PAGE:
Warm Weather Louisiana Duck Hunting with Bill Daniels

Learning the Best Late Season Decoy Spreads

01/14/2019 Comments (0) Duck Hunting

Taking Stale Ducks

Editor’s Note: Barney Calef of Cedar Rapids, Iowa, who has been hunting ducks for 48 years, is the owner of Calef Calls Inc. (www.calefcalls.net) that produces duck and goose calls.

One year at my hunting camp during December, we’d had stale ducks – ducks that had been in the same area for an extended time without migrating. So, they would be almost unhuntable. They’d have seen and heard every duck call made, every duck decoy built and just about every blind in our region. The good news was that we had a big storm coming at the end of the season that should push hundreds of thousands of new ducks into this section of the Missouri River near Springfield, South Dakota, on the Nebraska/South Dakota border. We normally concentrated on mallards, but we could take wigeons, gadwalls and a few teal. The ducks we’d been hunting had been on the river for at least a month. So, when you’d been hunting the same bunch of ducks for four to six weeks, the ducks will become nocturnal. They only may feed at night and only fly when they must.

I’m often asked, “How do you take ducks that are that stale?” To be quite honest, sometimes you don’t. To take these ducks, I keep my calling at a minimum. When hunting late-season ducks, I’ve learned less is more. On most public areas where you have numbers of hunters, most hunters will blow their duck calls loudly to try and get the ducks’ attention. So, my number-one tactic is to get away from other hunters as much as possible. The prime time to call to ducks during the late season is after they’re leaving your decoy spread. As the ducks leave the decoy spread, I’ll give them a five-note greeting call and then shut up. The greeting call is the same call as the comeback call. Most of the time, the ducks will turn, fly back around and come into the decoys. Many hunters will begin to give feeding calls as soon as the ducks turn to come back to the decoys, but I give very few feeding calls. If I give feeding calls, I’ll only give three or four cuts and then shut up, or I may throw in an occasional quack. I want to sound like contented ducks on the water. I blow the greeting call and the leaving call much less now than I once have.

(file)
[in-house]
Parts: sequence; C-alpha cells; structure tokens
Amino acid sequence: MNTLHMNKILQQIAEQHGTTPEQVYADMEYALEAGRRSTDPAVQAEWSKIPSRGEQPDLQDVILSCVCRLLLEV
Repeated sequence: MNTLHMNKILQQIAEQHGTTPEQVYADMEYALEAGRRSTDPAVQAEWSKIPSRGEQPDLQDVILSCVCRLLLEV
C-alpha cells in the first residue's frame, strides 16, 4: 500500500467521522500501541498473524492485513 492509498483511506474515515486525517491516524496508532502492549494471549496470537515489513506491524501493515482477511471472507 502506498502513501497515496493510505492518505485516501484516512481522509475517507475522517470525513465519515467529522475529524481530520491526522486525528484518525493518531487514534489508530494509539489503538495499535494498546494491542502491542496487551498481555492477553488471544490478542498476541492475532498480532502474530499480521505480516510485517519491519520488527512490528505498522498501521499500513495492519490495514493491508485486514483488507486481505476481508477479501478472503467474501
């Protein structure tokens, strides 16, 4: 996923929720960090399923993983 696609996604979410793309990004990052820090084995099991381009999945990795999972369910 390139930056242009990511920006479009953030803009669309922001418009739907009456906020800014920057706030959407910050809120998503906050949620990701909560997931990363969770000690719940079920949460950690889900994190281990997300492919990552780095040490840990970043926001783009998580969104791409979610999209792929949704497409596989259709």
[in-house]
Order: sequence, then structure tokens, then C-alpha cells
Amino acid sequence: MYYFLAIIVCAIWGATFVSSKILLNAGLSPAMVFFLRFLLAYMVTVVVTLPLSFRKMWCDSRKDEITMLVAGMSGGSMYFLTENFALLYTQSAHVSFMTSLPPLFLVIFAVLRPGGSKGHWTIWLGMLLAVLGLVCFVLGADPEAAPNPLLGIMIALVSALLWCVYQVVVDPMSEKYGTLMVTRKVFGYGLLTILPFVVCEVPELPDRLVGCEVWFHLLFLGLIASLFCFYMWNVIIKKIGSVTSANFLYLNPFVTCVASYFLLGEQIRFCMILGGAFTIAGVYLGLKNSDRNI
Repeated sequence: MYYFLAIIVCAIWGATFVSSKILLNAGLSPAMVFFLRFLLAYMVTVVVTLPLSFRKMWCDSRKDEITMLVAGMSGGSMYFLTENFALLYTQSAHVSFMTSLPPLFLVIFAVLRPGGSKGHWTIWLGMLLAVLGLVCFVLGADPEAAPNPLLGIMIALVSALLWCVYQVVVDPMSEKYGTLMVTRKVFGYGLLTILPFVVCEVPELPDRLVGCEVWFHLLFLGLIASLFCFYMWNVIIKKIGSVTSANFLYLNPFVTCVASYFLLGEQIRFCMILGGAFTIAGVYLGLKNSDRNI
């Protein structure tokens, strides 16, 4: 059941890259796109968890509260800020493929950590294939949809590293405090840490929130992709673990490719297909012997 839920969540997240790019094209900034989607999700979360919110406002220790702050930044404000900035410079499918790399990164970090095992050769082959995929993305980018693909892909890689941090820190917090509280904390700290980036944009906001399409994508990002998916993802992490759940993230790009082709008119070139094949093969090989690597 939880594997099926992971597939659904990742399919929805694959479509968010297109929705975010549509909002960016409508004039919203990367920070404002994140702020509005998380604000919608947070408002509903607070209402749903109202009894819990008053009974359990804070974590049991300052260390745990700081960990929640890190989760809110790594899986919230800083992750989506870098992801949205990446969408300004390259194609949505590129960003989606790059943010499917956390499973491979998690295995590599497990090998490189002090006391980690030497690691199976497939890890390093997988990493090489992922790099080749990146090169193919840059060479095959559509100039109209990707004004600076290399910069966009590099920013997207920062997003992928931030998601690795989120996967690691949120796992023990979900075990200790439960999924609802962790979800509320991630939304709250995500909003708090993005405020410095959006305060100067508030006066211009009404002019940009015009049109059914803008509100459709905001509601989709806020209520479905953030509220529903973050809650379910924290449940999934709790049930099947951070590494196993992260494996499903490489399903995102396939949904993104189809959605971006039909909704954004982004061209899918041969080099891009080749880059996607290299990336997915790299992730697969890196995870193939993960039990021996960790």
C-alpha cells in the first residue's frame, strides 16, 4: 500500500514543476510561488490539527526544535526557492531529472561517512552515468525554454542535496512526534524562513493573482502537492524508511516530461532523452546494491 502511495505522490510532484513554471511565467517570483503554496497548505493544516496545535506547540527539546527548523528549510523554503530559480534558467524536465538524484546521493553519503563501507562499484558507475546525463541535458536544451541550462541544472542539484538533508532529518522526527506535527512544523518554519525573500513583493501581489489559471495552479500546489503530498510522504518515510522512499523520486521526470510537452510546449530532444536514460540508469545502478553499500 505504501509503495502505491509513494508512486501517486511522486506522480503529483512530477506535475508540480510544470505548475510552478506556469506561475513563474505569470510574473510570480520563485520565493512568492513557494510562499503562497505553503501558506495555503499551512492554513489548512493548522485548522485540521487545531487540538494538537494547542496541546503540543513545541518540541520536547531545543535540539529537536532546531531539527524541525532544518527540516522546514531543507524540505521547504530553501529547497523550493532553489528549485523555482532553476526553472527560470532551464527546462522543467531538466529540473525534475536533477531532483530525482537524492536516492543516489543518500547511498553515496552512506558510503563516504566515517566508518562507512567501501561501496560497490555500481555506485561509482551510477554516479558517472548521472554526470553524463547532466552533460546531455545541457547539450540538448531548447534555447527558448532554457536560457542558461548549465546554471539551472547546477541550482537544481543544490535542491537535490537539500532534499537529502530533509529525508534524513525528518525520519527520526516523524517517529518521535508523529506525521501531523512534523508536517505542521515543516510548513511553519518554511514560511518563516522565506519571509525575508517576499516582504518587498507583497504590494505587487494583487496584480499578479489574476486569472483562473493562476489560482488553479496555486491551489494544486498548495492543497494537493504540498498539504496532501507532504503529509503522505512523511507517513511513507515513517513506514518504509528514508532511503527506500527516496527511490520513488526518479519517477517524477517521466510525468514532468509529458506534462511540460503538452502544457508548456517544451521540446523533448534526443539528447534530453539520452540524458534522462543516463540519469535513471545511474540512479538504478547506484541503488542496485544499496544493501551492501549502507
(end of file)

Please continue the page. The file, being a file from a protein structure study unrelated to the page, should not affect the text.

At the end of the season, the ducks probably know so much about duck hunters that they even know the manufacturer of the duck call you’re using. They often know the specific name of that duck call, and the smarter ducks often can tell you the retail price of that call (grin). When you’re hunting ducks that are so stale that they’re really hard to hunt, getting out of the bed before daylight becomes difficult.

To learn more about hunting, go to http://johninthewild.com/books to see John E. Phillips’ Kindle, print and Audible books.

Tomorrow: Learning the Best Late Season Decoy Spreads

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